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Trends in gonorrhoea positivity by nucleic acid amplification test versus culture among Australian heterosexual men with a low prevalence of gonorrhoea, 2007–2014
  1. Patrick K Mannion1,2,
  2. Christopher K Fairley1,2,
  3. Glenda Fehler1,
  4. Sepehr N Tabrizi3,4,5,
  5. Wei Sheng Tan1,6,
  6. Marcus Y Chen1,2,
  7. Catriona S Bradshaw1,2,
  8. Eric P F Chow1,2
  1. 1Melbourne Sexual Health Centre, Alfred Health, Melbourne, Victoria, Australia
  2. 2Faculty of Medicine, Nursing and Health Sciences, Central Clinical School, Monash University, Melbourne, Victoria, Australia
  3. 3Department of Microbiology and Infectious Diseases, The Royal Women's Hospital, Parkville, Victoria, Australia
  4. 4Murdoch Childrens Research Institute, Parkville, Victoria, Australia
  5. 5Department of Obstetrics and Gynaecology, University of Melbourne, Parkville, Victoria, Australia
  6. 6National Skin Centre, Singapore, Singapore
  1. Correspondence to Dr Eric P F Chow, Melbourne Sexual Health Centre, 580 Swanston St, Carlton, VIC 3053, Australia; Echow{at}mshc.org.au

Abstract

Background Testing for gonorrhoea with nucleic acid amplification tests (NAATs) is not recommended in low-prevalence populations as it results in high numbers of false positive results. The aim of this study was to examine temporal trends of gonorrhoea positivity by NAAT and culture in heterosexual men in Victoria, Australia following recent increases in gonorrhoea notifications.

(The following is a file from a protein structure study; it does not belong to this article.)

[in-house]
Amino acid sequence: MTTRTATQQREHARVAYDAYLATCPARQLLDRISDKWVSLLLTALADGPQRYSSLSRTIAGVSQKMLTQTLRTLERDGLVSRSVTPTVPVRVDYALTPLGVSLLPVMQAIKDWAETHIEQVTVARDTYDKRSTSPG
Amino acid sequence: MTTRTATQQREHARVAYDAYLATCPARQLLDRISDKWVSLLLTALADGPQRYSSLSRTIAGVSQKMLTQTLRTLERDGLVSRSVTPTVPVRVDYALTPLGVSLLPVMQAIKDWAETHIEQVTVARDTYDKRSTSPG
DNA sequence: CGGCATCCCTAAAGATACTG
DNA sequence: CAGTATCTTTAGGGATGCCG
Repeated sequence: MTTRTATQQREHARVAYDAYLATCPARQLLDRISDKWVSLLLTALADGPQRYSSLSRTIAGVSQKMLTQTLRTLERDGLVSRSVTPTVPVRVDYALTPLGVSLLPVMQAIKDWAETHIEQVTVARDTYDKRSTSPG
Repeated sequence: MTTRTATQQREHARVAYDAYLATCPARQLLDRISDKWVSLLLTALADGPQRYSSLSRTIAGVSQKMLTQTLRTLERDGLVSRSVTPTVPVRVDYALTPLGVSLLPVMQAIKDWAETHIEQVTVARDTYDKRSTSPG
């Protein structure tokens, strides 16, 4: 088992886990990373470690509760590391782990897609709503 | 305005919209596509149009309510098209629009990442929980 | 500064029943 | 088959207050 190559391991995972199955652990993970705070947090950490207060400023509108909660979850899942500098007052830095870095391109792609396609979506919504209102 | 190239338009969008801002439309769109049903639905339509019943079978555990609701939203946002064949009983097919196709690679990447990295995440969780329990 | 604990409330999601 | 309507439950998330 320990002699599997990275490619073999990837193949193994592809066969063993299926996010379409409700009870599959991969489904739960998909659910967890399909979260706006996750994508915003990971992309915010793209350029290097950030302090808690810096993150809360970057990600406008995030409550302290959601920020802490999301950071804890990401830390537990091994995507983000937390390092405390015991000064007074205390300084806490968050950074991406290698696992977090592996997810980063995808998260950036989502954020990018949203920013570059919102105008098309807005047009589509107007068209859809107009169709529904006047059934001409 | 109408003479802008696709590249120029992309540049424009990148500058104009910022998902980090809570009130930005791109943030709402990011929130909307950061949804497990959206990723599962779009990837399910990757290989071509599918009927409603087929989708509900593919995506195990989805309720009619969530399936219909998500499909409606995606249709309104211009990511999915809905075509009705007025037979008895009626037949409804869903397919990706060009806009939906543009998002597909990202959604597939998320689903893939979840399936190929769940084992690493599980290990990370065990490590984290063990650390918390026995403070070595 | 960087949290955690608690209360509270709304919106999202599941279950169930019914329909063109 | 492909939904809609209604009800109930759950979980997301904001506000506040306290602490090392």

Methods Three data sources between 2007 and 2014 were used in this study: notification data from the Victorian Department of Health, Medicare testing numbers of single chlamydia and dual NAATs performed, and electronic records on heterosexual men attending Melbourne Sexual Health Centre (MSHC).

Results Notifications of gonorrhoea by NAAT (with/without culture) in heterosexual men in Victoria rose threefold from 74 in 2007 to 238 in 2014, while the number of dual NAATs ordered over the same period underwent a fivefold increase from 14 061 to 71 860. The overall proportion of NAATs that were positive for gonorrhoea in Victoria was low and fell from 0.53% in 2007 to 0.33% in 2014 (Ptrend=0.002). Of the 28014 new heterosexual men attending MSHC, the gonorrhoea positivity by culture was 0.9%, and chlamydia positivity by NAAT was 8.5%. The positivity of both infections did not change over time.

Conclusions These data suggest that gonorrhoea prevalence in heterosexual men is low and stable, despite annual increases in notifications. Guidelines in most countries recommend restricting testing to groups or populations with prevalence over 1%, symptomatic individuals or those at increased epidemiological risk. These data indicate gonorrhoea testing should not automatically accompany chlamydia screening in low-risk heterosexual men.

  • GONORRHOEA
  • CHLAMYDIA TRACHOMATIS
  • EPIDEMIOLOGY (GENERAL)
  • MEN

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